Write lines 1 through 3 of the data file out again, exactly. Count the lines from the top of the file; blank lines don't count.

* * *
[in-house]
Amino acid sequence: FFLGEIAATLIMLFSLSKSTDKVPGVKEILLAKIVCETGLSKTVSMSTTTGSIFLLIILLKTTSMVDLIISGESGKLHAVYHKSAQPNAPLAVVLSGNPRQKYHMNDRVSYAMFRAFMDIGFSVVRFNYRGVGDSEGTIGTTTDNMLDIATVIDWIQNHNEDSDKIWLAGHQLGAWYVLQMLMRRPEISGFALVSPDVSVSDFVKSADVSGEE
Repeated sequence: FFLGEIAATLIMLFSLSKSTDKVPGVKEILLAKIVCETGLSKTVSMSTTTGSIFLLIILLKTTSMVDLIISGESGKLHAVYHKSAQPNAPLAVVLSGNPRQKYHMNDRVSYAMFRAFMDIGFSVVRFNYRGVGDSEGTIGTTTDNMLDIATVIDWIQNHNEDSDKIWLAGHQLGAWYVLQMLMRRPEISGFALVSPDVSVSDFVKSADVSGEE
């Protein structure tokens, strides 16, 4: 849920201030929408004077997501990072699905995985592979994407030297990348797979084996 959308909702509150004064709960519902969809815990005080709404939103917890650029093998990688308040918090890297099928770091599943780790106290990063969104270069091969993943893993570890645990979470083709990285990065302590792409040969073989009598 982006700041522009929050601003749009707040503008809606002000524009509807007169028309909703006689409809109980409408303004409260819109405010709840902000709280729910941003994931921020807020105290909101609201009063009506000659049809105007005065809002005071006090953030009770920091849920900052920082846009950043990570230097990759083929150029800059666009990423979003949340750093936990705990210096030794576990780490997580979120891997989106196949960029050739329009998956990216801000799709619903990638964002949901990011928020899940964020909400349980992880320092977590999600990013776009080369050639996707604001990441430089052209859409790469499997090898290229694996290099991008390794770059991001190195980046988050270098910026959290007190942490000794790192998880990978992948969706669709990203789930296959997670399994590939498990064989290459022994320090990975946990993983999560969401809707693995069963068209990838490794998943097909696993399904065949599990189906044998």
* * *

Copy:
[in-house]
Amino acid sequence: FFLGEIAATLIMLFSLSKSTDKVPGVKEILLAKIVCETGLSKTVSMSTTTGSIFLLIILLKTTSMVDLIISGESGKLHAVYHKSAQPNAPLAVVLSGNPRQKYHMNDRVSYAMFRAFMDIGFSVVRFNYRGVGDSEGTIGTTTDNMLDIATVIDWIQNHNEDSDKIWLAGHQLGAWYVLQMLMRRPEISGFALVSPDVSVSDFVKSADVSGEE
Repeated sequence: FFLGEIAATLIMLFSLSKSTDKVPGVKEILLAKIVCETGLSKTVSMSTTTGSIFLLIILLKTTSMVDLIISGESGKLHAVYHKSAQPNAPLAVVLSGNPRQKYHMNDRVSYAMFRAFMDIGFSVVRFNYRGVGDSEGTIGTTTDNMLDIATVIDWIQNHNEDSDKIWLAGHQLGAWYVLQMLMRRPEISGFALVSPDVSVSDFVKSADVSGEE